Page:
Pipe Problems:


Pitting copper replumbs are becoming more and more common in our coverage area. Copper is a conductive material, and it reacts with the mineral and adverse alkalinity in our water. As this picture illustrates, pits form on the inside of the copper wall as the copper is slowly reduced in thickness and strength. Galvanic corrosion – the corrosive process that occurs when copper comes in contact with a dissimilar metal – will rapidly increase such pitting thus decreasing the life of copper. Copper is available in 3 measures of wall thickness: Type K, Type M and Type L.

Types K, M, & L

Types L and M copper are the ideal pipes for supplying water within a home. Type L copper has thicker walls than type M copper. Type L also has a higher rating in terms of pressure than type M. Some local plumbing codes only allow the use of type L and don’t allow type M copper to be installed in homes anymore.

Type K copper piping is available in both soft and rigid configurations and is used in applications that require high tolerance to pressure. These pipes are ideally suited for large-scale water supplies, compressed air pipes, fire protection systems, heating and cooling system use and industrial conduits.

We’ve copper water piping systems in place and still functioning well after 60+ years of service. We’ve also seen homes in our area with 20 year old copper systems that are pitted and failing from thinned walls, dezincification, or obvious high zinc content in the copper during manufacture.

The Chemistry

Corrosion Chemistry: Copper corrosion is the loss of solid copper metal, Cu0, to solution. This occurs when electrons, e-, are lost by the base metal and the solid phase is transformed to soluble, dissolved cuprous, Cu+ , and/or cupric, Cu++, ions. The loss of electrons from the solid metal (electron donor) is called oxidation. Anodic Reaction: Cu0 ^ Cu++ (aqueous) + 2eIn metal corrosion, chemical oxidation occurs at sites called anodes where electrons are released (lost). Alternately, chemical reduction (the gain of the electrons) occurs at the cathode. The electron acceptors are called oxidizing agents.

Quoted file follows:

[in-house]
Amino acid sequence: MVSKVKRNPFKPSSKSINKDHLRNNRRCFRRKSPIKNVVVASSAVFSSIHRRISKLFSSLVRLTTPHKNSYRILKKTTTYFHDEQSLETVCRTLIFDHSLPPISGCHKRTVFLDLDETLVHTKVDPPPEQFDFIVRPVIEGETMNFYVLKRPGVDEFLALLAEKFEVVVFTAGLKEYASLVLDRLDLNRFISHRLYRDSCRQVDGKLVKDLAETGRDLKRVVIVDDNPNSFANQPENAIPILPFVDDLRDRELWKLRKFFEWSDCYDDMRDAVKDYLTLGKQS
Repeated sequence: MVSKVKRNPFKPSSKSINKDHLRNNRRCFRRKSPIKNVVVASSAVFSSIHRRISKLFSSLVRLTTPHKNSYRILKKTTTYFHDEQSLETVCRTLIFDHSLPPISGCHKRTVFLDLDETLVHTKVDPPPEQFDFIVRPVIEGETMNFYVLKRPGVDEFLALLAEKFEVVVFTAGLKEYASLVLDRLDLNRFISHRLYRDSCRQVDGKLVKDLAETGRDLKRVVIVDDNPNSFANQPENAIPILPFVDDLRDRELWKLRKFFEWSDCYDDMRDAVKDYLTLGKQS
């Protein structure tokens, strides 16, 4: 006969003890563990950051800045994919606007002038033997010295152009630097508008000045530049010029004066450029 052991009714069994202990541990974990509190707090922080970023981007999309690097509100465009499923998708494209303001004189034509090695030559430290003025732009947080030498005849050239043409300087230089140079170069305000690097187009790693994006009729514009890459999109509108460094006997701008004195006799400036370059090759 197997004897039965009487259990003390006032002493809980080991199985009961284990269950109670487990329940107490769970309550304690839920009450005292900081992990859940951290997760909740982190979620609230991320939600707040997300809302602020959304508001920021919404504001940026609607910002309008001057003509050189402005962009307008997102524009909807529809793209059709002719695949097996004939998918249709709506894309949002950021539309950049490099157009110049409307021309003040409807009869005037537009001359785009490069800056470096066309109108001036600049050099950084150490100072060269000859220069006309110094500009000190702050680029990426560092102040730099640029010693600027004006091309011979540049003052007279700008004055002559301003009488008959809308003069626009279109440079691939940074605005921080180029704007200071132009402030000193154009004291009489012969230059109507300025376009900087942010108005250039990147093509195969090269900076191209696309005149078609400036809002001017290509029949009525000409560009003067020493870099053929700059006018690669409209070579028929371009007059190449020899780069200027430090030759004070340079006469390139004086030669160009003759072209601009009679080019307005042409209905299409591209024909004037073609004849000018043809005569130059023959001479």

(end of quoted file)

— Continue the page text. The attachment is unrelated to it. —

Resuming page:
Cathodic Reaction: Cl2 0 + 2e- ^ 2Cl in pitting corrosion, the anodes are small, fixed points at which copper metal is lost. The remainder of the entire pipe surface serves as the cathode. The electron acceptors are called oxidizing agents. Cathodic Reaction: Cl2 0 + 2e- ^ 2ClIn pitting corrosion, the anodes are small, fixed points at which copper metal is lost. The remainder of the entire pipe surface serves as the cathode. Since the electron acceptors are chlorine (the disinfectant residual) and oxygen, the rate of corrosion is sensitive to the concentrations of both of these oxidizing agents. The rates of virtually all corrosion reactions in water are strongly influenced by temperature and pH. High temperatures markedly accelerate reaction rates whereas higher pH reactions normally decelerate them.



0 Million

The Team @ Replumb Specialties Inc. has replaced Copper, Polybutylene Kitec, Galvanized, Entran, and other failing plumbing systems across the United States Since 1992. We’re the original pipe replacement contractor for the Polybutylene Class Action Settlement. We’ve successfully replaced systems in over 14,000 homes and commercial buildings. We also developed and perfected the ‘containment’ process copied by most replumb contractors today.

Our containment process includes masking and protecting all work areas. Furniture, appliances, and all client belongings are protected during our process. All penetrations in drywall and tile are professionally repaired and painted to match.

We are licensed and insured, and pride ourselves on being punctual and professional. Our crews have been working together for 20+ years. Realtors and home inspectors regularly refer us, and account for about 70% of our business.